BY TROY MASTERS | Dozens of people from the San Fernando Valley LGBT group Somos Familia Valle, gathered in peaceful protest in North Hills on Monday April 4 following the alleged murder of Amir Issa, a gay man who prosecutors say was killed by his own father for being gay.
Prosecutors say Shehada Khalil Issa, 69, shot and killed his son outside their North Hills home. Amir had gunshot wounds to the face and abdomen and was pronounced dead at the scene. Amir’s mother, Rabihah Issa, 68 was also found dead inside the house. She had been stabbed, police said, and may have been dead for some time before her body was discovered.
The rally was held near the murder scene.
Los Angeles police officers arrested Issa after finding Amir’s body outside the residence. The Los Angeles County District Attorney’s Office say Issa previously had threatened to kill his 29-year-old son because of his sexual orientation. Neighbors suggested that a long-brewing mix of drugs, mental illness, homophobia and extreme family dysfunction contributed to the murder.
“The murder was committed because of the victim’s sexual orientation and because of the defendant’s perception of that status and the victims’ association with a person and a group of that status,” prosecutors said in a statement, according to the AP.
Issa, who used a shotgun in the killing, has been charged with one count of premeditated murder, The Los Angeles Times reported.
If convicted, Issa could serve life in prison without the possibility of parole, according to the Los Angeles Daily News.
Issa told police, according to the Daily News, that he didn’t kill his wife, but instead found her in their home’s bathroom, where she was already dead. The paper reported Issa claims he armed himself after finding her body. He says he then encountered his son who threatened him with a knife. He claims he shot him in self-defense.
Police found the son’s body in the backyard, according to NBC affiliate KNBC.
“The suspect made incriminating statements implicating himself in the death of (the son) and was arrested for murder,” Operations Valley Bureau homicide detective John Doerbecker told the Daily News. “He claimed (the son) was armed with a knife, and there was no knife to be found (there).
“It was a horrible family tragedy.”
Doerbecker added that the father and son had a history of conflict, with the son vandalizing the home and his parents attempting to kick him out of the house. Neighbors told the paper that the father and son were often overheard fighting.
That there was no knife found at the scene is a critical detail.
Amir Issa has had a troubled past, with bouts of violence and mental illness.
The Los Angeles Times found court records of a man with the name Amir Issa (whose parents live in Los Angeles) and who was convicted in San Diego of assault with a deadly weapon in 2010. Issa slashed his ex-boyfriend’s face with a knife. The ex-boyfriend was hospitalized. Issa fled to Las Vegas during jury deliberations but was sentenced to treatment at a state mental hospital and placed on three years’ probation. He was ordered to undergo mental health treatment.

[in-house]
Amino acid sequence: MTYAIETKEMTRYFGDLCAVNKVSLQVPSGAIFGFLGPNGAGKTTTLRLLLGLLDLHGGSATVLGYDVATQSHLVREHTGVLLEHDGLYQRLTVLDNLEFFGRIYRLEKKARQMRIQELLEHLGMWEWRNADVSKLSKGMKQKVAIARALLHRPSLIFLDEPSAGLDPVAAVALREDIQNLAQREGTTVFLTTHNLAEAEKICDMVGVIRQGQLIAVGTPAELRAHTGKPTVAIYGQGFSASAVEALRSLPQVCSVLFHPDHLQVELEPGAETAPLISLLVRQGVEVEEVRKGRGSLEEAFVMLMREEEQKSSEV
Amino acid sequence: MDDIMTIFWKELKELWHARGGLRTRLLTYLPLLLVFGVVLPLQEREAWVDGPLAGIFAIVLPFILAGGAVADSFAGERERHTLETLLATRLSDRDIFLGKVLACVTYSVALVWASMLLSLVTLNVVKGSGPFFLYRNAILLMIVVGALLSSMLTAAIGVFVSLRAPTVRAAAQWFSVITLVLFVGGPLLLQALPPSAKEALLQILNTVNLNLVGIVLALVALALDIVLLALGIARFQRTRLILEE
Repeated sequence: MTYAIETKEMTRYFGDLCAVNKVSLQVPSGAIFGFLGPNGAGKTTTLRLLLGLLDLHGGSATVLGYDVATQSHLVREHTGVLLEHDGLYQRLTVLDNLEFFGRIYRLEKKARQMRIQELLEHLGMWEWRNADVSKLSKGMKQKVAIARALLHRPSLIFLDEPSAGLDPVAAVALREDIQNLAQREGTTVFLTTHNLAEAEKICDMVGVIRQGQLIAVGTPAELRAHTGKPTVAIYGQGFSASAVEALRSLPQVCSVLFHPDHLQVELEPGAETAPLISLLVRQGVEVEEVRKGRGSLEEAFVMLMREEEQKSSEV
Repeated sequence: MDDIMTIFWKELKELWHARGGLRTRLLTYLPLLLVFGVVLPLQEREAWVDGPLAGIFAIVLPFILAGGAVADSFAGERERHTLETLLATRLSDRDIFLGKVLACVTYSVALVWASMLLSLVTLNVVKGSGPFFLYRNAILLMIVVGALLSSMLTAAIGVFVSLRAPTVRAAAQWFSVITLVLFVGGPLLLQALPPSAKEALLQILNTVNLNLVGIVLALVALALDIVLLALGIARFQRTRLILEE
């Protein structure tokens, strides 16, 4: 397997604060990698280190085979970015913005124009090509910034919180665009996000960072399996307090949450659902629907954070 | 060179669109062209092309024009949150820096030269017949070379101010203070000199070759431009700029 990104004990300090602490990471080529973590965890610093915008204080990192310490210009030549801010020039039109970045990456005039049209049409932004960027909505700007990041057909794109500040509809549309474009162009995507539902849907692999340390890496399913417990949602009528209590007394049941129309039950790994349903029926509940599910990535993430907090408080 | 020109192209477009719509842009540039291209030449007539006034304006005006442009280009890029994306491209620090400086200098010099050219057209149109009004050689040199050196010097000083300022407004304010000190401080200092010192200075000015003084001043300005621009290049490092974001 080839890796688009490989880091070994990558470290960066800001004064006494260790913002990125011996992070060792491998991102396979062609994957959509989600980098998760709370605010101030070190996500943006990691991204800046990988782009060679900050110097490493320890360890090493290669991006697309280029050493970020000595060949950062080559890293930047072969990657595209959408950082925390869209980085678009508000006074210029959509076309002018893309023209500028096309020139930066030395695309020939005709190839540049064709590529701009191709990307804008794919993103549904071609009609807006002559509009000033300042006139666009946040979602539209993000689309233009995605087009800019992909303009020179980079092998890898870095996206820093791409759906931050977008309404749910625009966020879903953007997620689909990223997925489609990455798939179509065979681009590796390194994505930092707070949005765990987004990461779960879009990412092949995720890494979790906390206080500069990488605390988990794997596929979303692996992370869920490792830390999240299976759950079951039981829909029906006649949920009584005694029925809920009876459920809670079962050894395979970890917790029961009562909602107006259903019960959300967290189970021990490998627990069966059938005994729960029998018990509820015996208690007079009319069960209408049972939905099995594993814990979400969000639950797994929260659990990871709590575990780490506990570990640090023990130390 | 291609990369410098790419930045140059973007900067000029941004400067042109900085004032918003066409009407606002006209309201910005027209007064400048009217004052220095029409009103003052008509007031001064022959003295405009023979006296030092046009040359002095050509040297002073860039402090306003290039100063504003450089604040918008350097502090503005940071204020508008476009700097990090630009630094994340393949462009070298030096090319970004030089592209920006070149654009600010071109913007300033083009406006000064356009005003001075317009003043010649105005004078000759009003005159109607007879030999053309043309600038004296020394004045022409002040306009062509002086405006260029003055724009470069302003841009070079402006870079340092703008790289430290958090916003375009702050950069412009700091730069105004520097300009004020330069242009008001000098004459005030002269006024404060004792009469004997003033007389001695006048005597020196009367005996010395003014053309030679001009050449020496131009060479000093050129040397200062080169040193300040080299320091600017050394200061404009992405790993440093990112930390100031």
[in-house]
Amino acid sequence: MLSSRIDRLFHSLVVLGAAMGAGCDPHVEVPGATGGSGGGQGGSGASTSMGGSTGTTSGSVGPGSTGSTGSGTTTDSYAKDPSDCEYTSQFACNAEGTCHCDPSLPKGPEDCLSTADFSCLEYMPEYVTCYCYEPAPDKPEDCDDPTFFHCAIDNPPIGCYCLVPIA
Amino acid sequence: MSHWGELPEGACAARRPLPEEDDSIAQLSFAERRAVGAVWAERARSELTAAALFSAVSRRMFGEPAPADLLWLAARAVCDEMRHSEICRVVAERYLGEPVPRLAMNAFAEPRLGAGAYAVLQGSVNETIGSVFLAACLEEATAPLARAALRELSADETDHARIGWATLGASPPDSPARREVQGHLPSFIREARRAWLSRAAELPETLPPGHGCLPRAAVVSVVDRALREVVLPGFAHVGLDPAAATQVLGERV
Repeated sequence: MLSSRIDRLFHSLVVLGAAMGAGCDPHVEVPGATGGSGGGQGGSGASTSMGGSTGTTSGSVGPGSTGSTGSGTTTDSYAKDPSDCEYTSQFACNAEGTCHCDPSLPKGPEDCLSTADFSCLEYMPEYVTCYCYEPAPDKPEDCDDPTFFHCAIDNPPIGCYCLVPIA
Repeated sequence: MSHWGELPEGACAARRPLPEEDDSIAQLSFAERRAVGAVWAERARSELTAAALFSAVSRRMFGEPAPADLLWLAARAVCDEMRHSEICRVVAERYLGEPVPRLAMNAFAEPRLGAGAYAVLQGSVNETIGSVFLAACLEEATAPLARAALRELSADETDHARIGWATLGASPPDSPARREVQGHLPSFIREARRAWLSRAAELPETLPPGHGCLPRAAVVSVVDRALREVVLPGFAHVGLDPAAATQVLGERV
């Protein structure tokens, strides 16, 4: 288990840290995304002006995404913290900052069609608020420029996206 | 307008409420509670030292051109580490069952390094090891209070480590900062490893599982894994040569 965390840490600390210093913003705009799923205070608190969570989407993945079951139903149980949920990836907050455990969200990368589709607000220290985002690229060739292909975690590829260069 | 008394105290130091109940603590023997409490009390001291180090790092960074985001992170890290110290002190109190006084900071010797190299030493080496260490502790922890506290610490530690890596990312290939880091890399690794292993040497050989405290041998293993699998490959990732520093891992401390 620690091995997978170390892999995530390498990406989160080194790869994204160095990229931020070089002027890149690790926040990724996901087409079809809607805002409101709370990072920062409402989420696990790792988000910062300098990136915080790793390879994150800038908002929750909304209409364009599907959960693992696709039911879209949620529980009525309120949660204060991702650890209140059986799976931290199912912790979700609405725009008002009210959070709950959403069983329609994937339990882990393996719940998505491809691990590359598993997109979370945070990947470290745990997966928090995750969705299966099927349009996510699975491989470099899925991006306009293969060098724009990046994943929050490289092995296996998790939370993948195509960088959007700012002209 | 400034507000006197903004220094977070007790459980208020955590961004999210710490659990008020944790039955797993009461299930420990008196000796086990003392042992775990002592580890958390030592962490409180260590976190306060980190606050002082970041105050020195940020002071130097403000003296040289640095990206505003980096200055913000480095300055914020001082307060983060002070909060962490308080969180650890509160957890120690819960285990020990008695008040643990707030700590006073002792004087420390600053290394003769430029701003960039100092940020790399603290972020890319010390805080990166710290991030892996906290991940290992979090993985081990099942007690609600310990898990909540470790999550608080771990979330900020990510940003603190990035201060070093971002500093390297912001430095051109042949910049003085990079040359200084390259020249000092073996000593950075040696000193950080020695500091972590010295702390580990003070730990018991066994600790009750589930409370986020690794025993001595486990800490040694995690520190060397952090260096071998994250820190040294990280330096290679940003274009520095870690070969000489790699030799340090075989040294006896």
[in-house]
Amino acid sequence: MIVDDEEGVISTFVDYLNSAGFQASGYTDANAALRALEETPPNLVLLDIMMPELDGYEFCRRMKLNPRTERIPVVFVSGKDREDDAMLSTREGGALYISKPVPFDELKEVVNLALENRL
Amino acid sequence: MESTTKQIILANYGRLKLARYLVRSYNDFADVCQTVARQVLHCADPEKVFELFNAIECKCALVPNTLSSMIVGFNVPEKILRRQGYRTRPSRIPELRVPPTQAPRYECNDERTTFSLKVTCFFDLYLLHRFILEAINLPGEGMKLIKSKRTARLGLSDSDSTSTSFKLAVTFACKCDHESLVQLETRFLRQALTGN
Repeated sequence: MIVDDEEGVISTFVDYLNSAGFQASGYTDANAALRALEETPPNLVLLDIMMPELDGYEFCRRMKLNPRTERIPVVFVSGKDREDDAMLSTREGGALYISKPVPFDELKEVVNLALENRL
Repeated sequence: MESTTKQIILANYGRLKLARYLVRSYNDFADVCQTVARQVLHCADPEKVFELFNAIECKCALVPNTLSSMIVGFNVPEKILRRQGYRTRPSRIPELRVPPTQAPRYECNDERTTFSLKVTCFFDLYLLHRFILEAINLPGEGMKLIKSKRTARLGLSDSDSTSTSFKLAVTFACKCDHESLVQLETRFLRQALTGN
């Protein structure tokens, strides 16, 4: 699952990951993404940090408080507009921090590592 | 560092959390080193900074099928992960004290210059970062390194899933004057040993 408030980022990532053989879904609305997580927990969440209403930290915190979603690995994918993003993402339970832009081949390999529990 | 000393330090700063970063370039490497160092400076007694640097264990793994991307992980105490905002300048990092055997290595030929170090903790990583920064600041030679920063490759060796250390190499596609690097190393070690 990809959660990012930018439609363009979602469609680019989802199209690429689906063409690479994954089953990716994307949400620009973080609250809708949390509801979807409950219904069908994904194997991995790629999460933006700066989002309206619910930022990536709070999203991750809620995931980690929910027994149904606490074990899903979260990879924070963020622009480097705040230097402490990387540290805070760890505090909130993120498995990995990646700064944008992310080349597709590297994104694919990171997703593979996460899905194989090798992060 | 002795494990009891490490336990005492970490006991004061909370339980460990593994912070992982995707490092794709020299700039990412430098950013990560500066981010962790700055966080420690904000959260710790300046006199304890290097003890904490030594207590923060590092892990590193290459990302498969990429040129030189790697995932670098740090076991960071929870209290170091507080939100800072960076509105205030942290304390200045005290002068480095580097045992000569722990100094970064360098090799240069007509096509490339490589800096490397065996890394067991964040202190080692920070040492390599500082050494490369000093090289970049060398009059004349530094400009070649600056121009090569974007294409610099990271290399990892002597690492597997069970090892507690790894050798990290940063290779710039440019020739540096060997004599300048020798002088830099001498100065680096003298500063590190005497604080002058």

Amir’s struggles have played out in public recently, too.
On Facebook just days before his death he posted that his family was “literally controlling me in my sleep,” that “they tell people to rape and molest me and make it seem like I enjoy that. If there is a devil or evil spirit, I truly believe it manifests itself in my family”
Amir also posted a video to his Facebook page interrogating his parents about whether they had performed certain sex acts.
“That’s not appropriate for a child to ask his parents,” his mother says in the video. His father calls him a “pervert” and shouts “None of your relatives want to have anything to do with you.”
A sociologist at UCLA who asked to remain anonymous said the Facebook postings can’t be dismissed but do not in themselves mean he’s in the midst of a mental collapse. “He’s clearly distress — and so is the mother and father — but the videos alone do not inform beyond that. The video and the posts certainly don’t let the father off the hook for murder. It’s obvious the family dysfunction was profound.”
Organizers held the rally to advocate for family acceptance toward all LGBTQ children as well as to demand an end to discrimination and violence.
The Los Angeles LGBT Center’s Anti-Violence Project has highlighted a Los Angeles County report that “one-third of the reported hate crimes occurred at the homes of the survivors.”
“When one of these family tragedies happen, this sends a strong message that there’s a lot more work that we need to do, anti-violence work, work to educate our communities to rise above homophobia and transphobia and most importantly, to really address mental health issues,” rally organizer Ronnie Veliz told the A.P.
Issa is being held without bail on one count of premeditated murder as a hate crime. He’s scheduled to be arraigned at L.A. County Superior Court on April 11. If convicted, he faces life in prison without the possibility of parole.